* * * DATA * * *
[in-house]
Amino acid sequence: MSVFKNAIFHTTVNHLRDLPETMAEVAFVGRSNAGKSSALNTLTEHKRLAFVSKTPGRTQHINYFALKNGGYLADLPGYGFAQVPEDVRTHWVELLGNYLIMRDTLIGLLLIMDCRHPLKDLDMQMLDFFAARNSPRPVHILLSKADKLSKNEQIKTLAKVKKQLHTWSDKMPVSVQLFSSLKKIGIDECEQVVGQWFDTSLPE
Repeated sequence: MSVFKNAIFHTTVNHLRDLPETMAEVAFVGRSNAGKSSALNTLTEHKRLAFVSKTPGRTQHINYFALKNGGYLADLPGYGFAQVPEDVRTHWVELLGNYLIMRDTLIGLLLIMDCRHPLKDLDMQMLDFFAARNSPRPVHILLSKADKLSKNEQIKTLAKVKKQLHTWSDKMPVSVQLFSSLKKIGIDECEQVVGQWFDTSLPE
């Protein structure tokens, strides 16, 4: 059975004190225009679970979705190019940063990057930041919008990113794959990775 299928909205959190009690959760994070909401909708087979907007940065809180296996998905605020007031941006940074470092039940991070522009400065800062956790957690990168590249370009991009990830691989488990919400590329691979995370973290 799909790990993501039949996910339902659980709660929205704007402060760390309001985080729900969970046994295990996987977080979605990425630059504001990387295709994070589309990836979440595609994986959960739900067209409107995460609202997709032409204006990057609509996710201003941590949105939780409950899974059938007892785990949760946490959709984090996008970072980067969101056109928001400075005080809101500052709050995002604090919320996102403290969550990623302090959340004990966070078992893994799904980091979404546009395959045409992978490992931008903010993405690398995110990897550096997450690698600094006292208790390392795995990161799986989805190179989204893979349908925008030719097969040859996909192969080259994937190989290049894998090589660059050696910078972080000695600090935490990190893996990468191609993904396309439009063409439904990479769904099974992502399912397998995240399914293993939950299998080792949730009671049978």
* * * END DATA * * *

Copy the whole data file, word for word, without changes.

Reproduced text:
[in-house]
Amino acid sequence: MSVFKNAIFHTTVNHLRDLPETMAEVAFVGRSNAGKSSALNTLTEHKRLAFVSKTPGRTQHINYFALKNGGYLADLPGYGFAQVPEDVRTHWVELLGNYLIMRDTLIGLLLIMDCRHPLKDLDMQMLDFFAARNSPRPVHILLSKADKLSKNEQIKTLAKVKKQLHTWSDKMPVSVQLFSSLKKIGIDECEQVVGQWFDTSLPE
Repeated sequence: MSVFKNAIFHTTVNHLRDLPETMAEVAFVGRSNAGKSSALNTLTEHKRLAFVSKTPGRTQHINYFALKNGGYLADLPGYGFAQVPEDVRTHWVELLGNYLIMRDTLIGLLLIMDCRHPLKDLDMQMLDFFAARNSPRPVHILLSKADKLSKNEQIKTLAKVKKQLHTWSDKMPVSVQLFSSLKKIGIDECEQVVGQWFDTSLPE
């Protein structure tokens, strides 16, 4: 059975004190225009679970979705190019940063990057930041919008990113794959990775 299928909205959190009690959760994070909401909708087979907007940065809180296996998905605020007031941006940074470092039940991070522009400065800062956790957690990168590249370009991009990830691989488990919400590329691979995370973290 799909790990993501039949996910339902659980709660929205704007402060760390309001985080729900969970046994295990996987977080979605990425630059504001990387295709994070589309990836979440595609994986959960739900067209409107995460609202997709032409204006990057609509996710201003941590949105939780409950899974059938007892785990949760946490959709984090996008970072980067969101056109928001400075005080809101500052709050995002604090919320996102403290969550990623302090959340004990966070078992893994799904980091979404546009395959045409992978490992931008903010993405690398995110990897550096997450690698600094006292208790390392795995990161799986989805190179989204893979349908925008030719097969040859996909192969080259994937190989290049894998090589660059050696910078972080000695600090935490990190893996990468191609993904396309439009063409439904990479769904099974992502399912397998995240399914293993939950299998080792949730009671049978």